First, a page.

Publication: Monitor Volume: 4 Issue: 59

U.S. officials late last week accused Russia directly of trying to block an agreement among Contact Group members for tough sanctions against Belgrade. The charge that Russia’s opposition to sanctions came despite the fact that Yugoslav authorities had failed to withdraw special police forces from Kosovo — as the Contact Group had demanded on March 9 — and that Belgrade had in general done little to meet the requirements set out by the major powers. (Reuter, March 20) But, while Russia has been the strongest backer of Belgrade, Italy, France and Germany have also favored a softer line in dealing with Yugoslav authorities. That was evident last week when the foreign ministers of Germany and France said, after meeting with Belgrade leaders, that Yugoslavia had met most of the conditions set by the West. Italian Foreign Minister Lamberto Dini spoke in similar terms. (Reuter, March 19) Like Moscow, some in Europe have charged that Washington is blaming Milosevic entirely for the problems in Kosovo, while ignoring what they suggest is a destabilizing role played by Kosovo separatists. (The New York Times, March 23)

Moscow may nevertheless be going considerably further than its European Contact Group partners in searching for ways to accommodate Serbian leaders in Belgrade. Last week, the official Yugoslav news agency Tanjug reported that Russian President Boris Yeltsin had sent an invitation to Milosevic inviting him to visit Russia. (Reuter, March 20) More disturbing is a report in yesterday’s New York Times in which unnamed U.S. officials say that Russia has reached an agreement in principle to sell to Yugoslavia tanks, attack helicopters, ground-to-air missiles, MiG-29’s and spare parts. The allegation is not a new one. U.S. officials were quoted earlier this month making similar charges, and London’s Financial Times estimated the deal to be worth $1.5 billion. (Reuter, March 10) The Clinton administration is said to be keeping news of the weapons agreement secret in order to deal privately with Moscow on the matter. Such a deal, however, could put Belgrade in violation of the Dayton agreements that ended the fighting in Bosnia. U.S. officials are said to also fear that Belgrade might transfer excess weaponry to the Bosnian Serbs or to a country like Libya. (The New York Times, March 25)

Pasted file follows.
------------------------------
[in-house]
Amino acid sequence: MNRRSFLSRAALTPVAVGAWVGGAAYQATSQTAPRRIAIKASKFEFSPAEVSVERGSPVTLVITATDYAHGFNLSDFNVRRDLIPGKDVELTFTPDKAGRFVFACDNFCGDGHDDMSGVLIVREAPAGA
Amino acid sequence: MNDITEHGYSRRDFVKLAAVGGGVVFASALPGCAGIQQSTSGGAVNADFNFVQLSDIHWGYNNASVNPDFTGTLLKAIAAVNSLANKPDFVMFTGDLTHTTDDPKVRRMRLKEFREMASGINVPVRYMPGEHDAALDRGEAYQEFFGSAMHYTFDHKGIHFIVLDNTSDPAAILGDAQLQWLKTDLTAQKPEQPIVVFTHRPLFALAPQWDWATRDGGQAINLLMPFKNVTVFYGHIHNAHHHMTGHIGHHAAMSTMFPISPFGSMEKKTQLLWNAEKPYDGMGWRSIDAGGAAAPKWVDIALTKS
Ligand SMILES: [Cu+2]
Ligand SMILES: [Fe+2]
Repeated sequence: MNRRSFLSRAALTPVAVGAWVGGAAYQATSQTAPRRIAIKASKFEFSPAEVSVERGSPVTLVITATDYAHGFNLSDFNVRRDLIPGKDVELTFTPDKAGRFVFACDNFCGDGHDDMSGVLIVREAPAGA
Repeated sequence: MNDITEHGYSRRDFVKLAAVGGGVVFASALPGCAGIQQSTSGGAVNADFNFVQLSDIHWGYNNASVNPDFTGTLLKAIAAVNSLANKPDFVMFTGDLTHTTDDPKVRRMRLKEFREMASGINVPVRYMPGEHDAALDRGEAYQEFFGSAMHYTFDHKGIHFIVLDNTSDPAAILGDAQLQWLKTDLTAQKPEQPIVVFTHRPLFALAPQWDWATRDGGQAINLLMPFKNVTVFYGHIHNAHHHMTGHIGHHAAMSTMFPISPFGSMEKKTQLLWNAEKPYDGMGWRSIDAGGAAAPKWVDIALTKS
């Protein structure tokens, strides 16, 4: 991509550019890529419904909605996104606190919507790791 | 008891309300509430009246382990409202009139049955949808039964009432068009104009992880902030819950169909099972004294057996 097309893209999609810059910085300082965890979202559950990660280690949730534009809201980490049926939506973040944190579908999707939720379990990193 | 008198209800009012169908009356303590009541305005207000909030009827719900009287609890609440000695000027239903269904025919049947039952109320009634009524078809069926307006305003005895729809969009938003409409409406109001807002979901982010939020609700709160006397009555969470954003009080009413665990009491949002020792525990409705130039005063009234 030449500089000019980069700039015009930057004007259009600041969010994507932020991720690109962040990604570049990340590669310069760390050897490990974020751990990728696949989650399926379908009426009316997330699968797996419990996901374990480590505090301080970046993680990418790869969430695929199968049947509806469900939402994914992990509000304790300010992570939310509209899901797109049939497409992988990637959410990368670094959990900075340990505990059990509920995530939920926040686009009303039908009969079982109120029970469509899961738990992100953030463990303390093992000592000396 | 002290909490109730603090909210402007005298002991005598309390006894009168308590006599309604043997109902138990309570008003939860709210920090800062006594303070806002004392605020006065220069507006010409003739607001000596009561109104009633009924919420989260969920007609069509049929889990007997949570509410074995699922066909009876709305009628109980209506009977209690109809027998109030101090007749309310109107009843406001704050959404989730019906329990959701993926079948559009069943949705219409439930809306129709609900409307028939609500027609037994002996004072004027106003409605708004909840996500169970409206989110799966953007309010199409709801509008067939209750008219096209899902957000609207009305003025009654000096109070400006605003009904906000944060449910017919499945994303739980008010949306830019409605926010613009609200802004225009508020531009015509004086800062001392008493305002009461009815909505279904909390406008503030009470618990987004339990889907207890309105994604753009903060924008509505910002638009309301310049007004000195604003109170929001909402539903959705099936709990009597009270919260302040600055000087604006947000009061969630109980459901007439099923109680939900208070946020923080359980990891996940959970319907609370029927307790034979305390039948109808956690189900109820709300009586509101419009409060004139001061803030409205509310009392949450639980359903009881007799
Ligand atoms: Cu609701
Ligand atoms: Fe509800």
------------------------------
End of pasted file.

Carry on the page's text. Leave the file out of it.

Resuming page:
Norway and Russia Move Past Spy Scandal.